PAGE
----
Strong economic fundamentals have provided consumer confidence and investment opportunities for builders throughout the area. Optimism continues to surge for future growth. ANTHONY INSWASTY PHOTOS

Homes, projects and renovations have skyrocketed in Treasure Coast


Building construction is hot on the Treasure Coast and could be considered at boom-time rates in some spots as the area tries to keep up with growth spurred by high consumer confidence in a robust economy, contractors and building officials told Treasure Coast Business.

Contractors and their regulators at city and county building departments are having a tough time getting and keeping laborers, skilled trades workers and inspectors to keep up with growth, says Joel Dramis, building official for the City of Port St. Lucie.

It’s boom in terms of lift since the Great Recession but still less so than 15 years ago.

“Our boom time was in 2003, 2004, 2005 when there were 680 new houses a month,” says Dramis. “Now, we are up 200 to 225 a month on average.”

The low point for home starts as measured by permits issued for single-family residences was in 2008 at only 35 to 50 a month, Dramis says. In 2008, all permits issued by Port St. Lucie — from houses to small projects to major renovations — were about 1,000 per month. That figure is now about 4,000 per month, he says.

In recent years, the increase in Port St. Lucie home building has been 10 to 15 percent annually. That momentum shows no signs of slowing, Dramis says. In the first quarter, housing starts were up 30 percent from a year earlier, at 594 new home permits issued.

In Martin County, which includes only the unincorporated areas, 109 single-family houses were permitted in the first quarter, more than triple that of the first quarter of 2018. And Martin County newly permitted homes on average are costlier than in the other Treasure Coast counties, at more than $450,000 each in the first quarter.

Indian River County Building Official Scott McAdam, who formerly held the same position in Fort Pierce, says, “We’re extremely busy. It used to be the trend for growth was out west (of Vero Beach). Now, it appears to be throughout the county.”

McAdam and Dramis say that mature eastern areas with established neighborhoods and business districts are filling in.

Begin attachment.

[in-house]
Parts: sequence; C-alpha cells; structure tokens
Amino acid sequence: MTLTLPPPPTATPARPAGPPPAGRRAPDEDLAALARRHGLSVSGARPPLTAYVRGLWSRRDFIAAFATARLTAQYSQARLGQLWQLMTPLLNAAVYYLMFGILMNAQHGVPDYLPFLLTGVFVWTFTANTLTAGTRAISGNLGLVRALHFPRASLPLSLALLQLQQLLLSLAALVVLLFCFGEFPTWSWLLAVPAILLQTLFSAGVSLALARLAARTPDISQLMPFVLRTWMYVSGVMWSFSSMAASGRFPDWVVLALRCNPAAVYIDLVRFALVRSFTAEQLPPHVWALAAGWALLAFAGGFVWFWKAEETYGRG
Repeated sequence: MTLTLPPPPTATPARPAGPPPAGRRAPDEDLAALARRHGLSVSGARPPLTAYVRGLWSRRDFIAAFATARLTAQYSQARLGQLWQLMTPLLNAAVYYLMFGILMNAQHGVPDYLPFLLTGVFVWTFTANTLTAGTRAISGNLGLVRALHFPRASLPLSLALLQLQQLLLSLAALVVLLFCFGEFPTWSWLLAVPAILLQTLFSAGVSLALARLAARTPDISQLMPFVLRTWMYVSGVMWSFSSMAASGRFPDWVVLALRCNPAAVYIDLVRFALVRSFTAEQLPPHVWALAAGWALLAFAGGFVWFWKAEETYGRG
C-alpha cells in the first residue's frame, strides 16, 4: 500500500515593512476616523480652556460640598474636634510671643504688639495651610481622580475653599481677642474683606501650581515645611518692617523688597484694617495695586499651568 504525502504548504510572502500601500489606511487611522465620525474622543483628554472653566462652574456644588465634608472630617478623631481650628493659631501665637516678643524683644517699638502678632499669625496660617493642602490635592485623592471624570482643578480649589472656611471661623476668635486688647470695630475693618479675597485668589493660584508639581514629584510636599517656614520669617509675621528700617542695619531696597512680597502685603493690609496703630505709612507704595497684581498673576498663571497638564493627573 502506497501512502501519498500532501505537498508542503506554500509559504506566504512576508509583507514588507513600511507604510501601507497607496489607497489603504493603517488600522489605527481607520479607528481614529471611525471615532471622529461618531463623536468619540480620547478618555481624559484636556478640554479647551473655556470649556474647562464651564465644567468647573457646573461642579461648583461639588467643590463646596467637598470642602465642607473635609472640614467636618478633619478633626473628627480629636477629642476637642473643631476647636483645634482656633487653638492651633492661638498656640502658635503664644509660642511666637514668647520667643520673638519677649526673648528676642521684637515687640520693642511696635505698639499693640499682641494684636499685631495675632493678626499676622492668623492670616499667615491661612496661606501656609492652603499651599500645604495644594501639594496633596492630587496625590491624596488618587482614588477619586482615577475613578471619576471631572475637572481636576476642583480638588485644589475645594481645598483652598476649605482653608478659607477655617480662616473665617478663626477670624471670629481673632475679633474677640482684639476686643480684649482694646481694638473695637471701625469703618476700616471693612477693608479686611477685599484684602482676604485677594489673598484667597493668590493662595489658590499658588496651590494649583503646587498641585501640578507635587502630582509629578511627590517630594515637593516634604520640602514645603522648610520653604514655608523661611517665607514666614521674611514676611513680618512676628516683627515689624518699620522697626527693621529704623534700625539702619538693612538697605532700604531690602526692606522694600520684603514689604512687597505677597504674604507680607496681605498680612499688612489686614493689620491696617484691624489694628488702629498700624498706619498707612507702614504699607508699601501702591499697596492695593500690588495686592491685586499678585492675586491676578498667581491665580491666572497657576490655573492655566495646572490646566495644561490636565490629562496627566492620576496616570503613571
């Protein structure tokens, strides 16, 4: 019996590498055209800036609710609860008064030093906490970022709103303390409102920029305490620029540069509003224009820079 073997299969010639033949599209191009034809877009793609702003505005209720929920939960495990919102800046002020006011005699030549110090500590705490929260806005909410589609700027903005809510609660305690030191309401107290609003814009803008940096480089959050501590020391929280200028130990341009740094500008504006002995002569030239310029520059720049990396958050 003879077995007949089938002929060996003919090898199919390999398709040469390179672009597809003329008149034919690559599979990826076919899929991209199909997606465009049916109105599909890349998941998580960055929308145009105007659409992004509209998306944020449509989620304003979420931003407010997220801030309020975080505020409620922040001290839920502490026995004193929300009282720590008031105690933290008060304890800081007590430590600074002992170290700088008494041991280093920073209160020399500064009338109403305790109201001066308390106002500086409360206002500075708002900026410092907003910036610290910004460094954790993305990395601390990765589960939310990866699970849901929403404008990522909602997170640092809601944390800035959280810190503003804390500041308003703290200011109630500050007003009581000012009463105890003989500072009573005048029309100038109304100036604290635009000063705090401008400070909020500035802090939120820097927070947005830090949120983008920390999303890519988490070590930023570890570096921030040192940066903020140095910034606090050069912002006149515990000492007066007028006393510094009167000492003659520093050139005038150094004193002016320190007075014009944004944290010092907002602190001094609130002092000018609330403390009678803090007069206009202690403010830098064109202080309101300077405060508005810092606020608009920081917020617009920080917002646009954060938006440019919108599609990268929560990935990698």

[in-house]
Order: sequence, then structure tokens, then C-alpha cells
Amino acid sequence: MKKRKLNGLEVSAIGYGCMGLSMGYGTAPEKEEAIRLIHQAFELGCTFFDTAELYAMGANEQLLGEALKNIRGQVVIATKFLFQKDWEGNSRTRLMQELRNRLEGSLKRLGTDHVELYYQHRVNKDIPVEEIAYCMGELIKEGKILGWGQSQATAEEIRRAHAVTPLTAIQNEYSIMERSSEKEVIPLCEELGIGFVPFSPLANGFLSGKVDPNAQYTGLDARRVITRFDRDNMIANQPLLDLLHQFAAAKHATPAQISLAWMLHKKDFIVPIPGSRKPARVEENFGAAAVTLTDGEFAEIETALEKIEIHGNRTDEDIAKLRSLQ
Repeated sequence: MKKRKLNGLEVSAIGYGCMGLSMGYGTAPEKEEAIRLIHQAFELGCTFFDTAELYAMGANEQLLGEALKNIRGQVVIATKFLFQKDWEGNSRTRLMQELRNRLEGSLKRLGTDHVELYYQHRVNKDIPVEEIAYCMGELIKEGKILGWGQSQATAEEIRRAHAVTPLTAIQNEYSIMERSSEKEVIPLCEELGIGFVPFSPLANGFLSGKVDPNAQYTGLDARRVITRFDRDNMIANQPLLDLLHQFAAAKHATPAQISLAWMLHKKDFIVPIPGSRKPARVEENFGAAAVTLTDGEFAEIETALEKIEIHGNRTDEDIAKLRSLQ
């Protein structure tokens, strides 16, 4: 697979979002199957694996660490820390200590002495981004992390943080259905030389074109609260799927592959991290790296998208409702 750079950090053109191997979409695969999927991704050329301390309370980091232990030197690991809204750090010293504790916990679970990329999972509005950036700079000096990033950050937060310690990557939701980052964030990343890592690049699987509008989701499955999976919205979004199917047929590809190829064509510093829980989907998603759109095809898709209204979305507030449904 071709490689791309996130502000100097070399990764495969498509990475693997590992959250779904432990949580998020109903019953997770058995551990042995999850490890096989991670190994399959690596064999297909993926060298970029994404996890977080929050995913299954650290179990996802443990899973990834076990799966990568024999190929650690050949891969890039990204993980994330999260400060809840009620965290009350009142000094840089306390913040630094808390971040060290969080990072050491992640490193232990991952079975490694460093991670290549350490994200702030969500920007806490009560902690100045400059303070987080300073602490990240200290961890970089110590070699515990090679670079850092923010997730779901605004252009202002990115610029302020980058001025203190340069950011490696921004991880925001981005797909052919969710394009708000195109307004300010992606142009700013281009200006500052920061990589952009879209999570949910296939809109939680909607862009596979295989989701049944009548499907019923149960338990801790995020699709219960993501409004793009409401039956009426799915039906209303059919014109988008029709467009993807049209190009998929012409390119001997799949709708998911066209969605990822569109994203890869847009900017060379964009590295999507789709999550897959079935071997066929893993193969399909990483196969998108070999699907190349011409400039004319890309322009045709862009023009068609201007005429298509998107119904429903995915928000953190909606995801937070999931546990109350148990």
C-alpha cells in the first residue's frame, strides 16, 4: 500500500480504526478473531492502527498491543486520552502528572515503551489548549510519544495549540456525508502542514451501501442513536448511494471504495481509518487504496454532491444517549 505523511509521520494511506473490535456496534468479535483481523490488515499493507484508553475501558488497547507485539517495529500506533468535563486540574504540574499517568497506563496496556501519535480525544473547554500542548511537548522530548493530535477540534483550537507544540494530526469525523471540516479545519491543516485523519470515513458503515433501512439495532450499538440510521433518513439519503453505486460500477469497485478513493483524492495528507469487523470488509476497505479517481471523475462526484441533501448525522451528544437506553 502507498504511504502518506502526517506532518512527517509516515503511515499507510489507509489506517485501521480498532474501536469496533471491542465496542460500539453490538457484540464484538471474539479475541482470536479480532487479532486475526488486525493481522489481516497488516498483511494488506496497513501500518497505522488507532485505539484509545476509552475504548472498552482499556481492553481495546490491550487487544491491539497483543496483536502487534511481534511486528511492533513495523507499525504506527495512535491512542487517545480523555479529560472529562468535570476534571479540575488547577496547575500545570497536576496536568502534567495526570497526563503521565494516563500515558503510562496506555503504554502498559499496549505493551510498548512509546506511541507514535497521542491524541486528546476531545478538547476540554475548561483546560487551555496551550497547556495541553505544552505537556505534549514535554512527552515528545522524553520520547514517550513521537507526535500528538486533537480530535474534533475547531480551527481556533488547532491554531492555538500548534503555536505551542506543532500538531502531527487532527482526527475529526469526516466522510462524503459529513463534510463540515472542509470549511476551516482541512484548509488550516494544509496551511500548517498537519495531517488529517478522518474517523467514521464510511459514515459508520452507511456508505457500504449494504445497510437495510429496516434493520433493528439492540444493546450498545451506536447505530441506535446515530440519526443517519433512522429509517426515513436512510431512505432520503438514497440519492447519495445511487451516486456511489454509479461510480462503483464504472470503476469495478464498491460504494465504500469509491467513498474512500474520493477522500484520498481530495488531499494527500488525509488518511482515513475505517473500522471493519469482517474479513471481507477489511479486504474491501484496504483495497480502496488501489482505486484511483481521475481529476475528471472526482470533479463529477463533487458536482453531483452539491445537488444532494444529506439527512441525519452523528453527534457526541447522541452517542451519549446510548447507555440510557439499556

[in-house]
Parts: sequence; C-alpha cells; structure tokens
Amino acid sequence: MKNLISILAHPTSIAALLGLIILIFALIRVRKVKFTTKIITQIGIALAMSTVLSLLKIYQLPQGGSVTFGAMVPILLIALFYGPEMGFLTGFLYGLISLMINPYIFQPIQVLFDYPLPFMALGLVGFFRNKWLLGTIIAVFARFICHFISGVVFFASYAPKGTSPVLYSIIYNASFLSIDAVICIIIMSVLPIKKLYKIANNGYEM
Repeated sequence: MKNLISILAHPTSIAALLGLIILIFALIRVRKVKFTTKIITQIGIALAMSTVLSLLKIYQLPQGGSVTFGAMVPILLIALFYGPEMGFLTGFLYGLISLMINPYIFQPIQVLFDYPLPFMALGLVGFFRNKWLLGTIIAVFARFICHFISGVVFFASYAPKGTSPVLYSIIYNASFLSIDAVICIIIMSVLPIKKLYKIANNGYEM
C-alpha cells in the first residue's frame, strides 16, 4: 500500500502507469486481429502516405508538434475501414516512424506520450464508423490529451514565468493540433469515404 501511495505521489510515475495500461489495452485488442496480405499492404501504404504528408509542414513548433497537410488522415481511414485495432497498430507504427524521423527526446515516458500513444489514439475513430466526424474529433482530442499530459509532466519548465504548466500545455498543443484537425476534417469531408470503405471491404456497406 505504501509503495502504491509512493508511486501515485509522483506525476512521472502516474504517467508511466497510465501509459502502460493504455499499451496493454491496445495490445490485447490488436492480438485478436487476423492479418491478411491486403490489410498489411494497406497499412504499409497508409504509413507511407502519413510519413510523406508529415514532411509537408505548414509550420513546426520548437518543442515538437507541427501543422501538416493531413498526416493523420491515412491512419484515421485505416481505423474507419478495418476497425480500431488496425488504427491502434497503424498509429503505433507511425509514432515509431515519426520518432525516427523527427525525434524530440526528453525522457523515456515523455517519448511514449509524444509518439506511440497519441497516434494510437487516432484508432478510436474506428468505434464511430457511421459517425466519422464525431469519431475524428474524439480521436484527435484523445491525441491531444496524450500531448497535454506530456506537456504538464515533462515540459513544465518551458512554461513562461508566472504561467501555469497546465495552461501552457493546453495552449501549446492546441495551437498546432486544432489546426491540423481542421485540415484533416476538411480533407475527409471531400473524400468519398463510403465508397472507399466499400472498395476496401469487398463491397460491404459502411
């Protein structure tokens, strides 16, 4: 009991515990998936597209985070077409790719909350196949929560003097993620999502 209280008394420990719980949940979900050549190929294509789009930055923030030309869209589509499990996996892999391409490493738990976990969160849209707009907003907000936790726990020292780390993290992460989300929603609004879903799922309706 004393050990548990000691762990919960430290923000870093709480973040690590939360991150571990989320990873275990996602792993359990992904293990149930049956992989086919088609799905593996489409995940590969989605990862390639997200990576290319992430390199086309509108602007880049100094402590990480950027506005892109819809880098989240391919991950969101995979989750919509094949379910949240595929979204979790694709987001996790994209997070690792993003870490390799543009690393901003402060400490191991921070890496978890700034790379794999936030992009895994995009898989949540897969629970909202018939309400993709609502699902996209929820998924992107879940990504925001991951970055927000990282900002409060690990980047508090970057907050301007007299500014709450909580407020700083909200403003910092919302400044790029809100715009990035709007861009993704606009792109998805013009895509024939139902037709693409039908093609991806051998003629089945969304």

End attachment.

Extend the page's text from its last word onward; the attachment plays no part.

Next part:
Bill Handler, president of GHO Homes that builds in Indian River and St. Lucie counties, says that about five years ago builders shook off the recession and began another bull run. Economic fundamentals are stronger now and builders are no longer afraid to invest, he says.

“Before just a few years ago, we were dead in the water,” says McAdam. “I don’t see anything on the horizon stopping us. People have the money and the confidence.

“It’s not only new construction. They are putting in pools, screen enclosures, making their houses better. They had been holding on to their money for a number of years, and now they are spending it. People are putting on new roofs like crazy,” McAdam adds.


One downside may be the demand has caused a need for skilled trades workers as contractor orders soar. Businesses are aiming more at attracting young people to construction trades.


In the 1970s and 1980s, contractors in Port St. Lucie bought large tracts of land then cleared out the trees, and laid down the infrastructure, which was a profitable large-scale venture. But after the last recession, developers were left owing tens of millions of dollars when demand dried up, says Dramis. This had led to contractors pulling back to smaller tracts, down to a single lot at a time.
“Now, what is happening is they are selling so fast, the next piece isn’t ready in time,” he says.

Booming demand leads to a shortage of skilled construction workers, many of whom decide to answer the growing call for inspectors, which lends to the skilled worker shortage just as contractor orders soar.

Dramis says a recent meeting of skilled trades workers led to plans for a boot camp to interest young people in the construction trades.

Commercial construction is also growing in line with housing starts over the area.

In Port St. Lucie, 43 permits for new commercial buildings were issued in the first three months of 2019, including 34 for multi-family residences. Adding in restaurants, recreation centers, warehouses and model homes, that means at least $19 million in new construction. Add to that the nearly $110 million for new single-family homes and $3.3 million for 28 new half-duplexes in 2019’s first quarter.

Indian River County showed 13 permits issued for multi-family structures, the average price for those at $1.7 million, in the first quarter.

Sebastian’s single commercial construction project for the quarter was an $800,000 Dollar General.

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